Lawyer for Church Says He Hid His Own Sexual Abuse
The New York Times
Published: November 25, 2003
George E. Cire, a Houston lawyer who represented a family that
sued the church in 2000, said: "Certainly he was not overly sympathetic
to the victims. Not that he was overly confrontational with them,
but he just didn't give in."
"My guess is he took such a hard stance just to cover up any sympathy
he may have been feeling for the victims," Mr. Cire said.
Mr. Scamardo said his anguish built gradually. First there was
the gray-haired woman. Then a victim he had met committed suicide.
In June 2002, with the scandal in Boston propelling victims forward,
Mr. Scamardo said he got an e-mail message from a man who said he
had been abused by Dan Delaney — the priest in the hotel room.
Mr. Scamardo said it dawned on him then: a man abused by a priest
as a teenage boy had spent most of his legal career defending priests
who abused teenage boys.
By August 2002, Mr. Scamardo said, he was thinking about suicide.
A victim walked out of a mediation session, and Mr. Scamardo said
he felt "like the enemy."
In September, he wrote long letters to Bishops Fiorenza and Aymond
revealing his abuse. He asked Bishop Aymond to help pay for a month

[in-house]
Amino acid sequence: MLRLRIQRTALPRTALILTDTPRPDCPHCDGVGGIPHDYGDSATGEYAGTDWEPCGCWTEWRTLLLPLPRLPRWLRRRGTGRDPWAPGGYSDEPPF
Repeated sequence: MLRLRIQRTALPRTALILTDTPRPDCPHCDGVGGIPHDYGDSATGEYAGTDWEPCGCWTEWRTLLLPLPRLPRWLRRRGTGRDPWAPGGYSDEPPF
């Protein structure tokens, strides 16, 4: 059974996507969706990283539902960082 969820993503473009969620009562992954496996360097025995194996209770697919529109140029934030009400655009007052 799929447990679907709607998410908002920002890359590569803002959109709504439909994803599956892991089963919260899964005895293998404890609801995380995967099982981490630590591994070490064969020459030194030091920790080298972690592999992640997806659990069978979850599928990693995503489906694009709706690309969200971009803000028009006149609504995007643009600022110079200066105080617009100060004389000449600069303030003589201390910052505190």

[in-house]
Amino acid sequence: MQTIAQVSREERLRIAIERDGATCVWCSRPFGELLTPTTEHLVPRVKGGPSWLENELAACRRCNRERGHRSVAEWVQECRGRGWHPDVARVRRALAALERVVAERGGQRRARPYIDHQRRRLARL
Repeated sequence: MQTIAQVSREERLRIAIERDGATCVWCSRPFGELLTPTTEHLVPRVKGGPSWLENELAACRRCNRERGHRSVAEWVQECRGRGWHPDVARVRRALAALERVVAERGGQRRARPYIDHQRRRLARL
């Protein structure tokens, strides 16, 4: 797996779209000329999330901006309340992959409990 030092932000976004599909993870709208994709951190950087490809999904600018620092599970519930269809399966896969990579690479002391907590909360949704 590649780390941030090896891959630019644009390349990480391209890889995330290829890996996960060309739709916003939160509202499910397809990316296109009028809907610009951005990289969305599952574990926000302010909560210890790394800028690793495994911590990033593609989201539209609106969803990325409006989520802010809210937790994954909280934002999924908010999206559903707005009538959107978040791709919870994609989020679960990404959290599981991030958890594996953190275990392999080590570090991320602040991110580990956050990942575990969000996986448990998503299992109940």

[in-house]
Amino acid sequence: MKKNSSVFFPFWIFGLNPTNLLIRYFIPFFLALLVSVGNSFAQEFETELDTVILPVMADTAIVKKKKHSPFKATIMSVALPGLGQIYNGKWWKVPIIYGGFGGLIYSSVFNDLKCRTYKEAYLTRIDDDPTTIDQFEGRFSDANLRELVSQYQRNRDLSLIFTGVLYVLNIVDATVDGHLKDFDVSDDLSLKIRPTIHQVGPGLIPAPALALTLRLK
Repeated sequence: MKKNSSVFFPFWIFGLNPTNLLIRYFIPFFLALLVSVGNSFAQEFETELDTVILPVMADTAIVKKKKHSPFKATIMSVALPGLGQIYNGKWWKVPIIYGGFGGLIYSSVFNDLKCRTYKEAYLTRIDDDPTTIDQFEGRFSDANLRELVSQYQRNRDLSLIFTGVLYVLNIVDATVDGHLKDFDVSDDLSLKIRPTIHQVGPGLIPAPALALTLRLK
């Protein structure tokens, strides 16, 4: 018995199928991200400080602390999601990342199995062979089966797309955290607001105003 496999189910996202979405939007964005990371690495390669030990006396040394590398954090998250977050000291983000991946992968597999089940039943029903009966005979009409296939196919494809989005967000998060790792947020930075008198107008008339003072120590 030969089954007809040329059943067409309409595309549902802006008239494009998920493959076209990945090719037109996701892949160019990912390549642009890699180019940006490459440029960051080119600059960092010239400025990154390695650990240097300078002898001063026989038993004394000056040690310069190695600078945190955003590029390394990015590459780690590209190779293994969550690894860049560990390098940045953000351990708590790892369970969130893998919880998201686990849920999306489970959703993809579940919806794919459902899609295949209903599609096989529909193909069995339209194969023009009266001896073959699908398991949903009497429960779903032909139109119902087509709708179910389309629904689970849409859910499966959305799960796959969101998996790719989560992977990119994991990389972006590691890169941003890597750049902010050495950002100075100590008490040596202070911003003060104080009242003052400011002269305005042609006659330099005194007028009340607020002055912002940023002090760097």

at a residential treatment center north of Dallas. He stayed nearly
three months, which cost the Austin diocese $33,443.
He went back to work, but felt awkward, he said . While he had
been a frequent visitor to Bishop Fiorenza's office, now he could
not get in, he said. He declared his intention to resign, and asked
for a little time.
Meanwhile, regarding it as a friendly negotiation, Mr. Scamardo
wrote the bishop of Austin suggesting a settlement of $437,500 to
cover medical bills for him and his family, lost income, pain and
In a March 25 response, which Mr. Scamardo shared with The Times,
Bishop Aymond, who began serving in Austin in 2001, apologized profusely
and said he wanted to help. He reminded Mr. Scamardo that his claim
was beyond the statute of limitations, and countered with $50,000
plus medical expenses for 12 months.
Since insurance would not cover it, the bishop warned, "any financial
settlement would be taken from the money that is given by the parishioners
on Sunday in the collection."
Mr. Scamardo, angry and offended, began looking for a lawyer. Within
10 days, the Diocese of Galveston-Houston hired a new general counsel.
Mr. Scamardo quit in May.
On Oct. 29, he signed a settlement with the Diocese of Austin for
$250,000. He has opened his own law practice in Houston. He says
he does not think he can emotionally handle sexual abuse cases but
may serve as an expert witness in trials.
He said he prayed and believed in God "more than ever." But the
last time he went to church was on the Feast of the Pentecost in
June. "I have a lot of grief because my whole belief system in the
church is just gone," he said.
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